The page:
Gold prices fell to their lowest in a month after China revealed data that showed that the country was a long way away from picking up momentum in economic growth.
Gold futures for delivery in December fell $22.10 to close at $1,737.60 an ounce, which is the lowest since September 12, a day before the U.S. Federal Reserve had announced new measures to revive the economy.
China's inflation figure slowed to 1.9 percent in September compared to 2 percent in August, while imports rose by 2.4 percent, a marginal improvement from the previous month but still weak by its standards.
Economists are not expecting much pick-up in China's economic growth in the September quarter and estimates are that it will be lower than the 7.6 percent growth achieved in the June quarter, which was a three-year low.
China will be releasing growth figures for its economy later this week.
Gold is usually an investment used as a hedge against inflation especially when currencies depreciate. Gold prices have been rising through most of the summer months when investors were expecting the European Central bank and U.S. to come up with new measures to stimulate their economies.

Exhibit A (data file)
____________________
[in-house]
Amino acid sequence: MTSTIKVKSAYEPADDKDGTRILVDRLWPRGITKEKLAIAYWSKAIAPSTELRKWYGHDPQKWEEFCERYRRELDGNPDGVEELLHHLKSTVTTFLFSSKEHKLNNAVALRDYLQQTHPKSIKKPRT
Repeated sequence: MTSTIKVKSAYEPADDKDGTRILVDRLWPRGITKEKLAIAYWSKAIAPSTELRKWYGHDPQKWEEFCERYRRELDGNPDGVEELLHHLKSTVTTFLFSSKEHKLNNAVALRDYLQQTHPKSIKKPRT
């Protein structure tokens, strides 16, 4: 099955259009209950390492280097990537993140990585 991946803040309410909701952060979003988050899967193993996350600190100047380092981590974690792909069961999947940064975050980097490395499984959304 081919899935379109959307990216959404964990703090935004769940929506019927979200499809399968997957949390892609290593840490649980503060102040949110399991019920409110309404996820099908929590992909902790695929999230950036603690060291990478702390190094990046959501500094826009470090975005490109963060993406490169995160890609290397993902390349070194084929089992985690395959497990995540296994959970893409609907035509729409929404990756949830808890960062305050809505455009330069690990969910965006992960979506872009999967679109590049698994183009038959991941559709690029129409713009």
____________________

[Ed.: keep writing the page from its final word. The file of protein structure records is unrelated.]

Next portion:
There is speculation whether China would announce any more measures to boost growth. Last month it had announced an ambitious spending plan on infrastructure projects to kick-start investment in the economy.
While China is growing faster than many of the advanced economies, still it is not doing as well as it is expected. Demand in China functions as a major catalyst of growth for other economies as well.
SPDR Gold Trust (ETF)(NYSEARCA:GLD) fell 1%, iShares Silver Trust (ETF)(NYSEARCA:SLV) clumped 2.50%.
Gold mining stocks were also under pressure with Goldcorp Inc. (USA)(NYSE:GG) was down 0.09% to $43.43, Barrick Gold Corporation (USA)(NYSE:ABX) slid 0.46% and Newmont Mining Corp(NYSE:NEM) fell 0.62%.
However, Kinross Gold Corporation (USA)(NYSE:KGC) rose 0.30% and Yamana Gold Inc. (USA)(NYSE:AUY) rose 1.28% to $18.93.